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Lecture 6

Lecture 6 - 130925.doc

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University of Toronto St. George
Deidre Lynch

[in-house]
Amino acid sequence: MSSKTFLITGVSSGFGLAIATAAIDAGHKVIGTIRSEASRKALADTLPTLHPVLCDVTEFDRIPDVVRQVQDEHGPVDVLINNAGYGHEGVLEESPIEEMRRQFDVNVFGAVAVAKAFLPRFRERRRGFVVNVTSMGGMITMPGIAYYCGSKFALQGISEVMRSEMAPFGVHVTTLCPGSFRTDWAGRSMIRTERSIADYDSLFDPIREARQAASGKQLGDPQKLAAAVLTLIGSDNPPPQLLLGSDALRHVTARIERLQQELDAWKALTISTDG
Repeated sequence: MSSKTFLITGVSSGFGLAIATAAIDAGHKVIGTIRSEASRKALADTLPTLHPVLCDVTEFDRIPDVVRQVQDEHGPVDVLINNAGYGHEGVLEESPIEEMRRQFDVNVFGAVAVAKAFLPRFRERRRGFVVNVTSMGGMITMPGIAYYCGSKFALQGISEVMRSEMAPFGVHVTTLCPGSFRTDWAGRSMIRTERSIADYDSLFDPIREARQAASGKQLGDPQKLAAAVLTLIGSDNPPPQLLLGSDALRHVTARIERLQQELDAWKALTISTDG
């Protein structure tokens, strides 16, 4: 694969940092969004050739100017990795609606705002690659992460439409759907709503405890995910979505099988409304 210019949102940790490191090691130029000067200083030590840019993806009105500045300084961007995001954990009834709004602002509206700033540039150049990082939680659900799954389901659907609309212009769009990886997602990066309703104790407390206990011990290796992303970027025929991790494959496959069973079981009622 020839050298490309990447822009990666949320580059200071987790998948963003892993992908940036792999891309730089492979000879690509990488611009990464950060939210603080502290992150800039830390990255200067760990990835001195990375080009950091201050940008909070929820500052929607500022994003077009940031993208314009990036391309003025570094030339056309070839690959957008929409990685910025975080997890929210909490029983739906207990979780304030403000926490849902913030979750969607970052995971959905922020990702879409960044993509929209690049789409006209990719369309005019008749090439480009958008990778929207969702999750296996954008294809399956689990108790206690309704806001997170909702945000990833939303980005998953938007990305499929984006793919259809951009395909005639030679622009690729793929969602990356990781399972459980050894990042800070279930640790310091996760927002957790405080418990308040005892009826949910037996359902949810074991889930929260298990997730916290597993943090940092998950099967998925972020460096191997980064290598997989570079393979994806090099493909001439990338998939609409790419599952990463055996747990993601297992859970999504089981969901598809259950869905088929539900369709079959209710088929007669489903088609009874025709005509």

Lecture 6 – 130925 - Utopian promise of the first sentence is undercut so quickly - Friction between the world we occupy in that first sentence in what the narrator is concerned with the universal truth of men wanting a woman as a wife - Second sentence says that the truth is something more complicated to determine o Having to guess at truth because we don’t know the feelings or the views of a man first entering a neighborhood - Geographical and social mobility – a world in which people are moving houses o People who are strangers from one another are obliged to associate with another - Knowledge and limitations to female knowledge - We move from a world in which truths are fixed to a world that is not fixed o Truths and people are unsettled in this book - People in this world aren’t fixed in place – universal things that seem universal truths end up being local truths and something that newcomers would not recognize o Mr. and Ms. Bingley, Mr. Darcy, the militia - In 1813 when P&P was published, the local militia was no longer made up from people from local areas but instead from all over England o The militia in P&P are unknown to the longtime inhabitants of the neighbourhood - New disruptions in the systems of property (by rights, Netherfield should be occupied by a local family that’s lived there for generations) o Perhaps family fortunes have declined so they rent the place out to someone else o Or maybe they’ve gone up in the world o The Bingleys are renting because of new money (his father did very well in trade) – from a trading family so they don’t have a property of their own (which is why they have to rent) - All of these are little notations that this world is socially unstable – it is seeing the change of class systems (discussed in Evelina) - An entail is a system that is set up to make sure that property never gets subdivided o A device to keep the property in the male line (as daughters usually get married off to different families and therefore adopt different names) o Mr. Bennet has no choice about it o A way to stabilizing a social world o Secure continuity in identities and not discontinue identities o If Mr. Bennet had more energy than he seem to have, some critics have pointed out that he could have gone to law to give property to his daughters – but law is pricey and a long process - Birth and money no longer intercept in any straight forward manner o How is a woman like Elizabeth Bennet to know if these men are good characters? o How do you know that the gentleman, who you might entrust your fate, is good?  A lot of guessing about his character o Women have limited opportunities of mobility and limited opportunities of intelligence processing/gathering o They have to trust the men they meet to be gentlemen (kind, polite, gentile) - Ch. 15: “of most gentlemanlike appearance” – meeting Mr. Wickham for the first time o Appearances can be deceiving – appearance are not essences - Ch. 3: “nearly looked the gentleman” – the first intro in the ballroom, Mr. Bingley’s first appearance o Somebody who first appears gentlemanlike may not actually be a gentleman - Austen’s women have to be very careful; it is easy to be mislead in the world the y are occupying o Elizabeth is smart but she’s not as smart as she thinks she is – she’s quick to discern things that separates her from her sisters o She’s a studier of character (vol. 1, ch. 9) - The narrat
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